Second, their heads and necks are being supported by the harnesses. I think when a harness does not support the head and neck, it may potentially increase the chance of injuring the child’s head, neck, and upper back, especially when walking up or down stairs, or any action that may cause the head and neck to shake too much.

But, when babies are facing forward in front of the parent, I feel that there may potentially be too much pressure on the baby’s reproductive organs, especially in boys, because their reproductive organs are located on the outside. However, newer designs have come out, that appear to lessen the amount of pressure on the reproductive organs, hopefully completely…

I like this baby carrier (please see the picture below) because the child’s head and neck are being supported. I also like the direction the baby is sitting or facing, with the carrier supporting the bulk of the baby’s weight in the region of the back and the buttocks.

I like this carrier (please see the photo below) as well. The baby’s head and neck are supported, the majority of the baby’s weight is on the buttocks and back, and the baby can see what is in front of her/him.


One last suggestion, when putting diapers on your child, notice if the diaper is too tight (but secure enough that it does its job) around their waist because it may interfere with the natural inherent flow and motion of the abdomen, pelvis, and legs. Though there may never be any visible signs of disturbances to the body, I feel that it may cause tissues to become tense and restricted, and that it may possibly interfere with the body’s gastrointestinal, genitourinary, and possibly the lymphatic systems. Though, I am not aware of any such studies that “tight diapers” may cause some sort of damage (who wants to put a baby through such a test!), I do feel it is important that diapers are not put on too tight.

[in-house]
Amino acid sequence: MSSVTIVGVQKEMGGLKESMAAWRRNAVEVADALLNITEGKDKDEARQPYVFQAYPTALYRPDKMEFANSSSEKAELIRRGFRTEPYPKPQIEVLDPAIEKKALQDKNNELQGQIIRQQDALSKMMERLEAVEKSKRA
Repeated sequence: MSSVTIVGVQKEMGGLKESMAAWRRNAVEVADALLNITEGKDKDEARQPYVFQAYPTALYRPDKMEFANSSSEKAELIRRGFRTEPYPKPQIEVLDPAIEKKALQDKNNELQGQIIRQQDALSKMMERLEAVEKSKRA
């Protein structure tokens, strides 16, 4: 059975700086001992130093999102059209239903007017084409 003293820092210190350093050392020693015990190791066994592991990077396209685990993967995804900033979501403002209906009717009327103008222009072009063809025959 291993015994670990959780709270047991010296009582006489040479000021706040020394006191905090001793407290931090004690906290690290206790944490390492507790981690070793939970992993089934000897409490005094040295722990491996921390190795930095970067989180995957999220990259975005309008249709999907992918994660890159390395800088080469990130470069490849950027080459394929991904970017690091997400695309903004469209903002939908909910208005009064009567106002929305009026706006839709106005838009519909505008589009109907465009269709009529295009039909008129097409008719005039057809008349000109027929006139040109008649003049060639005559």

I felt that it was important that I get this message out to parents and caregivers who work with infants, toddlers, and young children. Unfortunately, I do not see many people supporting the heads and necks of their children when lifting them up. I feel that improper support of the head and neck while lifting children may create strains and other problems that could for the most part be avoided. Also, I believe if we can adopt another way of lifting our children instead of using their armpits as hooks, it may help to lessen the chance of causing injury to the brachial plexus and other injuries not mentioned in this article. When using a baby carrier, I think the position in which the child is being carried is extremely important for the reasons I mentioned earlier. I believe it is particularly important to find a carrier that supports the head and neck of a child to lessen the chance of injury to these areas. These are just a few of my suggestions, please check with your pediatrician before making any decisions regarding the caring for your and other people’s children.


Dr. Cliff Heinrich has been practicing Osteopathy for approximately 30 years. He completed his residency in both Family Medicine and Osteopathic Manipulative Medicine (OMM). Dr. Cliff had been Board Certified in Family Medicine/OMM but chose to focus mainly on Osteopathic Manipulation. He had taught Osteopathy to medical students in his clinics for over a decade. He also taught Osteopathy as a professor at a medical school for a few years before he and his family relocated to another country (where he has taught osteopathy for an additional 5 years). People have come to see him from around the world for their innumerable complaints. After 25,000+ (moderate to low estimate) hours of treating his patients, he has come to believe that restrictions or areas of tension within the tissues interfere with the natural flow and motion of the body. Dr. Cliff developed Dynamic-Momentum to remove these restrictions or areas of tension in the tissues so that every individual may potentially have greater flow and motion within their bodies.